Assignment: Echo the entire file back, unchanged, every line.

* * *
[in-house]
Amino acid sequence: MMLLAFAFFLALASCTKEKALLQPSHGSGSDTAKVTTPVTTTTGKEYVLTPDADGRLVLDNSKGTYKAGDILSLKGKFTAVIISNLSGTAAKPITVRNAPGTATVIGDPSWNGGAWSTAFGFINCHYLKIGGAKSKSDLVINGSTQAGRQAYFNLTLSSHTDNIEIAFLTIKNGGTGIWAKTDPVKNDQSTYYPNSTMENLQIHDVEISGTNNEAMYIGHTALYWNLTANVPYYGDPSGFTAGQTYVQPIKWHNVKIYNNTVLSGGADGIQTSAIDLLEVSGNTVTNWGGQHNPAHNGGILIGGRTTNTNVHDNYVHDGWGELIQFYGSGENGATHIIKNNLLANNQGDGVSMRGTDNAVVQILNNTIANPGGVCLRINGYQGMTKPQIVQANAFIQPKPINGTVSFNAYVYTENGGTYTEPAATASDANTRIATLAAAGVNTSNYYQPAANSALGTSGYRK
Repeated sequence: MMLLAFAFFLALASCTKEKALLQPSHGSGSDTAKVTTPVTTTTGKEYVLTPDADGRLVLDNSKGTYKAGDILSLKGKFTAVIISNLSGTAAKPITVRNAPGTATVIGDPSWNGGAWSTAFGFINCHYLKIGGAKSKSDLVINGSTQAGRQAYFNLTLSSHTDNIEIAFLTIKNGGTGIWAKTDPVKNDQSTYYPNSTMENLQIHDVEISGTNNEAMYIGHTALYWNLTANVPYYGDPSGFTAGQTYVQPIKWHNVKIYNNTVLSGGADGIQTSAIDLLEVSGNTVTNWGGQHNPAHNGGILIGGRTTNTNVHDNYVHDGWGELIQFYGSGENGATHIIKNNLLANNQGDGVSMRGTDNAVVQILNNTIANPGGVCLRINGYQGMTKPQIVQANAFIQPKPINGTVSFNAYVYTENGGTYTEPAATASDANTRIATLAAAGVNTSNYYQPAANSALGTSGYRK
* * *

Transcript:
[in-house]
Amino acid sequence: MMLLAFAFFLALASCTKEKALLQPSHGSGSDTAKVTTPVTTTTGKEYVLTPDADGRLVLDNSKGTYKAGDILSLKGKFTAVIISNLSGTAAKPITVRNAPGTATVIGDPSWNGGAWSTAFGFINCHYLKIGGAKSKSDLVINGSTQAGRQAYFNLTLSSHTDNIEIAFLTIKNGGTGIWAKTDPVKNDQSTYYPNSTMENLQIHDVEISGTNNEAMYIGHTALYWNLTANVPYYGDPSGFTAGQTYVQPIKWHNVKIYNNTVLSGGADGIQTSAIDLLEVSGNTVTNWGGQHNPAHNGGILIGGRTTNTNVHDNYVHDGWGELIQFYGSGENGATHIIKNNLLANNQGDGVSMRGTDNAVVQILNNTIANPGGVCLRINGYQGMTKPQIVQANAFIQPKPINGTVSFNAYVYTENGGTYTEPAATASDANTRIATLAAAGVNTSNYYQPAANSALGTSGYRK
Repeated sequence: MMLLAFAFFLALASCTKEKALLQPSHGSGSDTAKVTTPVTTTTGKEYVLTPDADGRLVLDNSKGTYKAGDILSLKGKFTAVIISNLSGTAAKPITVRNAPGTATVIGDPSWNGGAWSTAFGFINCHYLKIGGAKSKSDLVINGSTQAGRQAYFNLTLSSHTDNIEIAFLTIKNGGTGIWAKTDPVKNDQSTYYPNSTMENLQIHDVEISGTNNEAMYIGHTALYWNLTANVPYYGDPSGFTAGQTYVQPIKWHNVKIYNNTVLSGGADGIQTSAIDLLEVSGNTVTNWGGQHNPAHNGGILIGGRTTNTNVHDNYVHDGWGELIQFYGSGENGATHIIKNNLLANNQGDGVSMRGTDNAVVQILNNTIANPGGVCLRINGYQGMTKPQIVQANAFIQPKPINGTVSFNAYVYTENGGTYTEPAATASDANTRIATLAAAGVNTSNYYQPAANSALGTSGYRK